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For Immediate Release:  
For Further Information Contact:
February 1, 2005

Office of The Attorney General
- Peter C. Harvey, Attorney General
Division of Criminal Justice
-
Vaughn L. McKoy, Director

 

John R. Hagerty
609-984-1936

 
 
Division of Criminal Justice - Casino Prosecutions Bureau
Charges Casino Dealer with Concocting Mini-baccarat
Cheating Scam
 

Alleged Scam Resulted In $61,000 Loss To Borgata Casino

>> View the Indictment (229k pdf) free plug-in

ATLANTIC CITY - Attorney General Peter C. Harvey announced that the Division of Criminal Justice - Casino Prosecution Bureau has charged a former Borgata Casino Mini-Baccarat dealer with devising a “false shuffle” cheating scam that netted five players participating in the scheme more than $61,000 in illegal winnings.

Division of Criminal Justice Director Vaughn L. McKoy and Thomas Auriemma, Director, Division of Gaming Enforcement, noted that the Casino Prosecution Bureau, in conjunction with State Police detectives assigned to the Division of Gaming Enforcement, continue to target casino employee-devised schemes, fraud, and other illegal activities designed to steal money from casino employers and which impact the integrity of the casino industry.

“Both the Division of Criminal Justice and the Division of Gaming Enforcement are committed to aggressively pursuing casino-related crime by prosecuting anyone who would attempt to manipulate the system to illegally benefit from New Jersey’s casino industry,” Attorney General Harvey said. “This indictment represents the outcome of an extensive and complicated investigation. The charges are significant and the defendants will face stiff penalties.”

According to Criminal Justice Director McKoy, a State Grand Jury indictment charged the following individuals with various cheating-related charges:

  • Lu T. Tran, 44, 129 North Iowa Ave., Atlantic City, Atlantic County. Former casino games dealer employed at the Borgata Casino. Charged with two counts of swindling and cheating at casino games and criminal conspiracy;
  • Tuan M. Ho, 42, 126 North Morris Ave., Atlantic City, Atlantic County. Employed as a casino games dealer at the Trump Plaza Hotel & Casino. Charged with two counts of swindling and cheating at casino games and criminal conspiracy;
  • Tu Anh Ti Tran, 35, 126 North Morris Ave., Atlantic City, Atlantic County. Charged with two counts of swindling and cheating at casino games and criminal conspiracy;
  • Binh H. Pham, 29, 5203 Ventor Ave., Atlantic City, Atlantic County. Charged with swindling and cheating at casino games and criminal conspiracy;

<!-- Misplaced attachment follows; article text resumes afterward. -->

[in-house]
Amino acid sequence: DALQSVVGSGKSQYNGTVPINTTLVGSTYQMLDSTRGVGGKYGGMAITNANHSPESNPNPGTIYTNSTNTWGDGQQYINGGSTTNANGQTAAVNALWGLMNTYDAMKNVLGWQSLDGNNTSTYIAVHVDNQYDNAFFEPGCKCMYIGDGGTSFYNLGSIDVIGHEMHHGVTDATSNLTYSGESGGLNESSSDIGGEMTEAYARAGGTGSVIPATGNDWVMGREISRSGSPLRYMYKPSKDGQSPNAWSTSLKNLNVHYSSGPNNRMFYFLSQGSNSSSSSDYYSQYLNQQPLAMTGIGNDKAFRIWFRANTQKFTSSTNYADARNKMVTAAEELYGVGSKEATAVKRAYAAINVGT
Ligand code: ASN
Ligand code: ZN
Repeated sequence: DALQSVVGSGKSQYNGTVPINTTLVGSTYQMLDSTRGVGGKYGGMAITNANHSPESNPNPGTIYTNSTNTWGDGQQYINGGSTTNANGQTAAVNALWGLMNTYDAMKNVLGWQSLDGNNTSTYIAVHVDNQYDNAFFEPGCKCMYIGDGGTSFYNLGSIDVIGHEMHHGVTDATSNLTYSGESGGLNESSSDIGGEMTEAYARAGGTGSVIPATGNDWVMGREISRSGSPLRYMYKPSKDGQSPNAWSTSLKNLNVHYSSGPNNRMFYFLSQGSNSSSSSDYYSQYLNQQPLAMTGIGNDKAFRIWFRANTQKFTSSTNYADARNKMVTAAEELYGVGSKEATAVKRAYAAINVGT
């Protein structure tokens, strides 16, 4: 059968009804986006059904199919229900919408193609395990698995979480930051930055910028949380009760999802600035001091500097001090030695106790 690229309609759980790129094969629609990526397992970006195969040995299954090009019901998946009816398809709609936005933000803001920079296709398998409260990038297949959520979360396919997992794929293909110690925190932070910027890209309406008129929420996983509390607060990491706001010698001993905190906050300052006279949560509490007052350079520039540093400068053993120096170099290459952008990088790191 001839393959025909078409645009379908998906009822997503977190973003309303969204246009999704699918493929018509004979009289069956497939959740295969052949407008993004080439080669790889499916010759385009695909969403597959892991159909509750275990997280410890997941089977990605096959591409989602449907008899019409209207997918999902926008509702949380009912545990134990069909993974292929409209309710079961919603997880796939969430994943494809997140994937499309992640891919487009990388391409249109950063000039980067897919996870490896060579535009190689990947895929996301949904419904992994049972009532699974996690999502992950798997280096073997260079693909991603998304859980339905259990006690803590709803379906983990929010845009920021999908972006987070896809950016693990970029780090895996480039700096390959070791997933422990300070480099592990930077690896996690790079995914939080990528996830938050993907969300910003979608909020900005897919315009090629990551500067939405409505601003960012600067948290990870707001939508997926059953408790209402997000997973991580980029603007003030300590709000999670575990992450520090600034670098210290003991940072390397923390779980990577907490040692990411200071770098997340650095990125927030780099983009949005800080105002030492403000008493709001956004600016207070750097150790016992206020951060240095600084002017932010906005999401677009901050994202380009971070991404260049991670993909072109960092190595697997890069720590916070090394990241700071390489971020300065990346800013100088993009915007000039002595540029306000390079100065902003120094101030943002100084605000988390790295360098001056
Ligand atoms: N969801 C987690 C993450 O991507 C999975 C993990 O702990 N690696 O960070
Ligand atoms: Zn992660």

• Hung Luu, 38, 1224 Timothy Lane, Phoenixville, PA. Charged with swindling and cheating at casino games and criminal conspiracy;
  • Cuong Tu Ngo, 46, 1834 South 4th St., Phila., PA. Charged with swindling and cheating at casino games and criminal conspiracy.

If convicted on all charges, Tran, Ho and Ti Tran face up to 20 years in state prison and fines/penalties of up to $60,000. Pham, Luu and Ngo face up to 10 years in state prison and fines/penalties of up to $30,000. The defendants will be required to appear in Atlantic County Superior court for arraignment and bail. The State Grand Jury indictment was handed-up to Mercer County Superior Court Judge Neil H. Shuster on Jan. 31.

The indictment alleges that Tran, while employed as a casino games dealer at the Borgata Hotel and Casino, engaged with players at a Mini-Baccarat table to cheat at the game which resulted in the players obtaining more than $61,105 in illegal winnings. Specifically, the indictment charges that on Sept. 20-21 and Sept. 26, 2003, Borgata security personnel notified State Police detectives assigned to the Division of Gaming Enforcement of suspicious activity involving Tran and his dealing activities at a Mini-Baccarat table. The indictment alleges that Tran employed a “false shuffle” - a move whereby the entire quantity of cards in the eight-deck shoe are not properly reshuffled. As a result of the “false shuffle,” it is charged that on Sept. 20-21, Ho, Ti Tran, and Pham, won more than $35,000 in illegal winnings. It is charged that on Sept. 26, Ho, Ti Tran, Luu, and Ngo placed winning bets in excess of $15,000 as a result of a “false shuffle” conducted by Tran. Mini-Baccarat is a casino game in which cards are dealt from an eight-deck shoe to two spots on the gaming table - “player” and “banker.” Patrons bet on which spot will get a total closer to nine.

“The Division of Gaming Enforcement strictly regulates all casino- related activities and our oversight of casino employee behavior is quite extensive. Activity of the sort alleged in this indictment results not only in criminal prosecution, but the revocation of a valuable casino license which allows employees to work in any of the Atlantic City casinos,“ Director Auriemma said.

McKoy and Auriemma noted that ongoing investigations continue to target all forms of employee scams and schemes which might be in place at Atlantic City casinos. The investigation was conducted by New Jersey State Police detectives Rick Lindsay and Robert Colbridge assigned to the Division of Gaming Enforcement - Casino Intelligence Unit. Additional investigative support was received from the Borgata Hotel & Casino Surveillance and Investigations Department. Deputy Attorney General Brent Hopkins of the Division of Criminal Justice - Casino Prosecution Bureau presented the case to the State Grand Jury.

An indictment is merely an accusation. The defendants are presumed innocent until proven guilty in a court of law.

>> View the Indictment (229k pdf) free plug-in

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